The possibility of using garbage fumes from the George Town Landfill to produce electricity should be investigated, according to a consultant’s preliminary report on waste management in the Cayman Islands.
A feasibility study to determine whether gas could be “mined” from the sprawling landfill site and used in a waste-to-energy plant is one of the key recommendations in the consultant’s study.
The study suggests a “gas pumping trial” at the site to test power production capacity. It also recommends consultation on the cost of putting infrastructure in place to export the electricity created to the national grid.
The consultants say the current site in George Town will ultimately need to be sealed, covered with topsoil and potentially turned into a park.
They recommend a “capacity study” to determine how much land will be left at the George Town site for landfill once that process has taken place. They also recommend the removal of tires and stockpiled metal from the site. In an assessment of the initial options for the site, consultants Amec Foster Wheeler cautions that even after a new management policy is introduced, landfill space will be required.
“Management of such wastes would need to be in a fully engineered and contained cell, and this land requirement needs to be balanced with demands for other waste treatment processes at the site,” it says.
The consultants were asked not to consider any other sites beyond George Town for a landfill, though government has said that other waste management facilities, including composting and recycling plants, could possibly be located elsewhere.
The potential for waste-to-energy technology to convert landfill gases into electricity has been discussed for some time in Cayman.
The report calls for a full study alongside a cost-benefit analysis.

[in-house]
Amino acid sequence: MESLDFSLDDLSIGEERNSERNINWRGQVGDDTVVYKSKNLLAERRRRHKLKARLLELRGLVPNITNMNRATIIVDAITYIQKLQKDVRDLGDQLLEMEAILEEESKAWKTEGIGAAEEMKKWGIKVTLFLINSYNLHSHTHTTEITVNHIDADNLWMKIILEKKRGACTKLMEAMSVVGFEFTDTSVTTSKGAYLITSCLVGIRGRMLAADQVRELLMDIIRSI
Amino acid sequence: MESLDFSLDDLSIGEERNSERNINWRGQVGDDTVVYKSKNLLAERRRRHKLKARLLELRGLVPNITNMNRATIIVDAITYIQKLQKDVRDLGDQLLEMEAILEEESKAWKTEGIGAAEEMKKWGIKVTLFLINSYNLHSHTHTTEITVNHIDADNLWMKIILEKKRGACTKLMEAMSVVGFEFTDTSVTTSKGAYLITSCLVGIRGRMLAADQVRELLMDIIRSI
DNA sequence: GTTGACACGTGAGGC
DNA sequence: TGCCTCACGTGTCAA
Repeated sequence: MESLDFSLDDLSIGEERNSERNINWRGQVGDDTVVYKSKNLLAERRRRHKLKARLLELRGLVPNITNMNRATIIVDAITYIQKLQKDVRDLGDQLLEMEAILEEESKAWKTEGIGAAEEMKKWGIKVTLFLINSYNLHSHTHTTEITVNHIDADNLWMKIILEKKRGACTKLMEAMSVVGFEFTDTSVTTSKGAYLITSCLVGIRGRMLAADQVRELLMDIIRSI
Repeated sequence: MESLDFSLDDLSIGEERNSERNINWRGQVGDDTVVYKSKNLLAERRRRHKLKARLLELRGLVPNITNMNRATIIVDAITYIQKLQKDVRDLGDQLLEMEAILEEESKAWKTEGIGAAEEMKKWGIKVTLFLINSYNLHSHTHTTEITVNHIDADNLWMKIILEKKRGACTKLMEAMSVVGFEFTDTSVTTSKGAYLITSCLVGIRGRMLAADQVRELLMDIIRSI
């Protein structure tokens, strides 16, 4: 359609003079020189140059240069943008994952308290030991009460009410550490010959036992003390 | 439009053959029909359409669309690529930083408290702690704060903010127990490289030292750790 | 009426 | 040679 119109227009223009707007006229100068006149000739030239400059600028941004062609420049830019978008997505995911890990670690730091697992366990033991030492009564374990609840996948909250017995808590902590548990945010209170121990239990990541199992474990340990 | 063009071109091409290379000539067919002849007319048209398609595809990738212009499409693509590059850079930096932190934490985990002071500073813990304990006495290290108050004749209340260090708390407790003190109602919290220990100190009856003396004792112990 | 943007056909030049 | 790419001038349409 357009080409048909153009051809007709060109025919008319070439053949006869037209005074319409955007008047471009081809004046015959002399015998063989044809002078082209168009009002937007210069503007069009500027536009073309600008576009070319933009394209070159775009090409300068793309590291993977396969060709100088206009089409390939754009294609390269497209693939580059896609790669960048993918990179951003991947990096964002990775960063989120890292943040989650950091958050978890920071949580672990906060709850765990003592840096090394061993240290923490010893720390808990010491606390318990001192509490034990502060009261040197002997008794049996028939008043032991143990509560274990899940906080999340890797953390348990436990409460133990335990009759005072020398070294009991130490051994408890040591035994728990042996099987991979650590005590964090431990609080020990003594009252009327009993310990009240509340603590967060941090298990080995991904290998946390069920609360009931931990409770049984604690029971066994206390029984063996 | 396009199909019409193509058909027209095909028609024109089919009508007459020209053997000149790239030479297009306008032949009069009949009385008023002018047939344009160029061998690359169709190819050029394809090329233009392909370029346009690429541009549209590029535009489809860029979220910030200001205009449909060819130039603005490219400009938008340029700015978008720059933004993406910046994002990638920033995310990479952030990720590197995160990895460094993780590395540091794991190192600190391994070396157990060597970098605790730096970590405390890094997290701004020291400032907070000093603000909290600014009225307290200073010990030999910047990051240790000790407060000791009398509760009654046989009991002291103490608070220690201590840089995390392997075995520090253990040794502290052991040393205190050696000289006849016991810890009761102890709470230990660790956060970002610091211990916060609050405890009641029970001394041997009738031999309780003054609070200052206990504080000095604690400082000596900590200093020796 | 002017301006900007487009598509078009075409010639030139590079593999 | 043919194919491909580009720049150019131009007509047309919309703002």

“There is the potential to collect and recover the landfill gas for combustion in a gas engine to produce electricity and a feasibility study is recommended,” it states.
It warns that the fact that the site is uncapped will make this process more difficult, but concludes it is worth investigating.
“There is the potential for revenues from landfill gas utilization to offset some of the capping and restoration costs, as well as reducing greenhouse gas emissions.”
The consultants also raise the prospect of mining the landfill to provide fuel for a waste-to-energy plant, which typically requires large amounts of trash to run effectively.
They also caution that the “quality” of some of the waste may not be suitable for such an operation and suggest the mining process itself could create a bad odor.
“If landfill mining is potentially feasible, then this would greatly reduce the volume of waste within the site. The downside is that the likely low input rates into a waste-to-energy or similar plant would mean the mining would take place over many years with a consequential delay in final capping and restoration,” it states.
Government released a pair of reports late last week for public consultation. The reports, one an Integrated Solid Waste Management System update, the other a draft National Solid Waste Management Policy consultation document, summarizes some of the work by consultants Amec Foster Wheeler and the options on the table for the island.
The document is mostly broad policy ambitions, including implementing programs to reduce waste production and increase recycling.
One clear recommendation in the report is that people should pay for disposal of the waste they produce.
The document states, “Government is committed to engage and work with all sectors of our community on the 4Rs to reduce the waste we produce, promote waste reuse and recycle wherever this is pragmatic and to otherwise recover energy from the waste that remains. By doing this, we will end our historic over-reliance on landfill and remediate the existing sites, improve the sustainability of waste management practices and work towards a waste conscious population that is empowered to take action and deliver strong and positive contributions.”